3. Then there are changes in the housing market. Even those in work cannot afford to move out of the family home as first-time buyers now face house prices that are, on average, five times average incomes, compared with a multiple of three times 20 years ago.

However, there are also cultural changes which mean young adults are more likely to choose to live with their parents even when they could move out.

  1. There is more uncertainty about what a ‘normal relationship’ is. Changing roles of men and women and changing expectations of relationships and family life result in young people being more reluctant to settle down in a classic long term relationship.
  2. The meaning of ‘being 20 something is different today to what it was in the 1970s. Today, we simply want to ‘settle down’ later in life – 20s have become about ‘pulling and dating’, ‘30s about serious long term relationships, and late 30s about children. Of those 20 somethings who do flee the parental nest, they are increasingly likely to either live alone or share with friends. The number of young couple households has been decreasing in recent years.
  3. The increasing number of ‘kippers’ might also be linked to the increasing instability of relationships. There are plenty of late 20s and 30 somethings who have previously moved in with a partner for a few years, suffered a relationship breakdown, ended up back with their parents and are now reluctant to recommit!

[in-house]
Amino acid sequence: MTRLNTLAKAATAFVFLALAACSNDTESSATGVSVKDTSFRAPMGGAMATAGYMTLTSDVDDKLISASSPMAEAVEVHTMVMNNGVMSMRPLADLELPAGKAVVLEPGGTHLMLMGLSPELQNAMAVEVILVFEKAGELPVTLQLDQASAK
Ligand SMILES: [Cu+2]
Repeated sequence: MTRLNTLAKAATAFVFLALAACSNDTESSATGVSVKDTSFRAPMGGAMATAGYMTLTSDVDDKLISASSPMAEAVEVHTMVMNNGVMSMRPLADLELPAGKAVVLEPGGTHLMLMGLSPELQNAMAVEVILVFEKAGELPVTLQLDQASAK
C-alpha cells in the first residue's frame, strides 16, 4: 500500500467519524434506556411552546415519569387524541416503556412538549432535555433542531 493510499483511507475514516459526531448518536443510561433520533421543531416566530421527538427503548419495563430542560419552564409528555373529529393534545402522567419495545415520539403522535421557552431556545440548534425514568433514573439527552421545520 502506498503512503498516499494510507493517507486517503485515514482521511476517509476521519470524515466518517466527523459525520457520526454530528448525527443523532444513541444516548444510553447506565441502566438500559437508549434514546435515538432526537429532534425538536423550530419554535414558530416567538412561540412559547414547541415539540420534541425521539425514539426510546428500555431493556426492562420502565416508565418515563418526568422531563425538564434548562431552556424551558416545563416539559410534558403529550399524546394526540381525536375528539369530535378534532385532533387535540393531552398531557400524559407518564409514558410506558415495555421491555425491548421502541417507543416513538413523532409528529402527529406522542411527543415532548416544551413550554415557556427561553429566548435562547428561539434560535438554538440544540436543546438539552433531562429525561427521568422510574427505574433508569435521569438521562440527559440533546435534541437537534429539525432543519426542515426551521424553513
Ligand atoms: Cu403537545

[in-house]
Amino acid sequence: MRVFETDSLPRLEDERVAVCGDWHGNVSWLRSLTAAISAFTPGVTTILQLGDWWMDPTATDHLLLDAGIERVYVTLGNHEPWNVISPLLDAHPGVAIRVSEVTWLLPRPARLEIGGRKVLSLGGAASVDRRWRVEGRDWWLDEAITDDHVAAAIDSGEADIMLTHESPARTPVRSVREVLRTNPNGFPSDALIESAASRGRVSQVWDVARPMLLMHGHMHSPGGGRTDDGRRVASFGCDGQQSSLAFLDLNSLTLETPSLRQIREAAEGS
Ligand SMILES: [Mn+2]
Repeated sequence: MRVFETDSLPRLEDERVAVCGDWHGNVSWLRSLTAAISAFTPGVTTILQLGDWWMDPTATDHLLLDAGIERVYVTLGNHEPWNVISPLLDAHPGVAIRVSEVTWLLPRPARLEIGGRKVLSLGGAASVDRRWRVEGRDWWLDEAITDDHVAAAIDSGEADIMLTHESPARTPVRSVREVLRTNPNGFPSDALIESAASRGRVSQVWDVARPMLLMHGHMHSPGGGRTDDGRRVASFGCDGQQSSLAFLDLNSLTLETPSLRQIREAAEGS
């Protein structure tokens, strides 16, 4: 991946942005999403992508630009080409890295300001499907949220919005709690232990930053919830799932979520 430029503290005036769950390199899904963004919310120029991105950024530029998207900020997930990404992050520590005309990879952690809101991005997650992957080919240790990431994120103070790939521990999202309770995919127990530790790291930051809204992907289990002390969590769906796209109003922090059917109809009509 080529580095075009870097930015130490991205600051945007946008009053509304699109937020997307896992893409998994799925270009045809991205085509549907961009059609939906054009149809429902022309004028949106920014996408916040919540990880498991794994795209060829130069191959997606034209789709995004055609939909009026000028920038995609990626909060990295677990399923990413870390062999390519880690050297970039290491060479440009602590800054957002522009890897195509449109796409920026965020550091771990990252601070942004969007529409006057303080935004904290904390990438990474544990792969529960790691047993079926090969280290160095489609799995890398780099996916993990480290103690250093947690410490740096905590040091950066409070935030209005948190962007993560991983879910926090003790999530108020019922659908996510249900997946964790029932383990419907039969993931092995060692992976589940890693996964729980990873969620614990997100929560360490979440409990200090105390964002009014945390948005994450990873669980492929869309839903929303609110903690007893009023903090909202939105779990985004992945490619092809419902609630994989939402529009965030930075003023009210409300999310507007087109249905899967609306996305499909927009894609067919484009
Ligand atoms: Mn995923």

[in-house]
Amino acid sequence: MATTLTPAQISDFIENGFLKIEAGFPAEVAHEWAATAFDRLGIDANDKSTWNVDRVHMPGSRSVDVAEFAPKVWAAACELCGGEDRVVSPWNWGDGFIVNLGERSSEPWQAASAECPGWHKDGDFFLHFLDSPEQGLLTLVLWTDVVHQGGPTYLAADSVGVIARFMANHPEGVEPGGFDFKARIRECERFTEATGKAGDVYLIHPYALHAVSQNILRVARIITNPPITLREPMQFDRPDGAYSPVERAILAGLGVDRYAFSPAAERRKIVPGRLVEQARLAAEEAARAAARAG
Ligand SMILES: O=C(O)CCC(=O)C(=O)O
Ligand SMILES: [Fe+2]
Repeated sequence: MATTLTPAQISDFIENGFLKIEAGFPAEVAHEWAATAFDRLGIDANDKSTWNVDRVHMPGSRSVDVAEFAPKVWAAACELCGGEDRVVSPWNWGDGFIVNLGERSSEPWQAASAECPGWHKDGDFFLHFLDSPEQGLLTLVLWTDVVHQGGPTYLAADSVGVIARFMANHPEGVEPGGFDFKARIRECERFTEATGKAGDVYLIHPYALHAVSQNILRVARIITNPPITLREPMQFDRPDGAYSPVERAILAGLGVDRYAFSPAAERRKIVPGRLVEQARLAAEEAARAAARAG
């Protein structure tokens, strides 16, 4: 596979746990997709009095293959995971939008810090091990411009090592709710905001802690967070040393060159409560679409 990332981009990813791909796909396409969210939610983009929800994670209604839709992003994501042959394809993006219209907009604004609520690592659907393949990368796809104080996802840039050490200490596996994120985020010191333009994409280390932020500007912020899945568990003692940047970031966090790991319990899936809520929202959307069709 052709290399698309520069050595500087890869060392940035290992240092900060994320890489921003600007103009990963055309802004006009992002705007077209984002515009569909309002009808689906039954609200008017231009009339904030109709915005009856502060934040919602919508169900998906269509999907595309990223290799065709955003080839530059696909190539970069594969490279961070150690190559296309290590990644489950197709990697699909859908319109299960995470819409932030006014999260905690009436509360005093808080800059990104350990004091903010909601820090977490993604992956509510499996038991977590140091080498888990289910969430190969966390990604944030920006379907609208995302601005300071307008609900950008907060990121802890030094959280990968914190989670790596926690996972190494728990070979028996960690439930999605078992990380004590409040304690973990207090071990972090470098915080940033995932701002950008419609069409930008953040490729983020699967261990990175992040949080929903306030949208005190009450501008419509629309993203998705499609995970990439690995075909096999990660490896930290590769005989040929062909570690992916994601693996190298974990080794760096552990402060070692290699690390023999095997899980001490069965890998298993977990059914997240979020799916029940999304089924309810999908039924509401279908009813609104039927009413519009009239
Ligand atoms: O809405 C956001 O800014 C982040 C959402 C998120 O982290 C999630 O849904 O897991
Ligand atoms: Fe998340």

See this Guardian post for further info


3. Perspectives on the ‘not quite children’

Most of the commentary on this social trend seems to be negative – focussing on such things as:

Some research, however, suggests that adults living at home with their parents can be a positive thingAs this research, based on 500 ‘adult-kids’ in the USA suggests

‘Few 20-somethings who live at home are mooching off their parents. More often, they are using the time at home to gain necessary credentials and save money for a more secure future.

Helicopter parents aren’t so bad after all. Involved parents provide young people with advantages, including mentoring and economic support, that have become increasingly necessary to success.’

Find out More

For More posts on families and households please click here

For a more extended discussion of trends which lie behind increasing family diversity please click here

Nice blog post on ‘how returning to live with our parents in our 30s benefited both sides’

BBC News – 1.6 Million people aged 20-40 live with their parents

Barbara Ellen of the Guardian really doesn’t approve – NB most of the commentators don’t approve of her views either!

Studying Sociology at University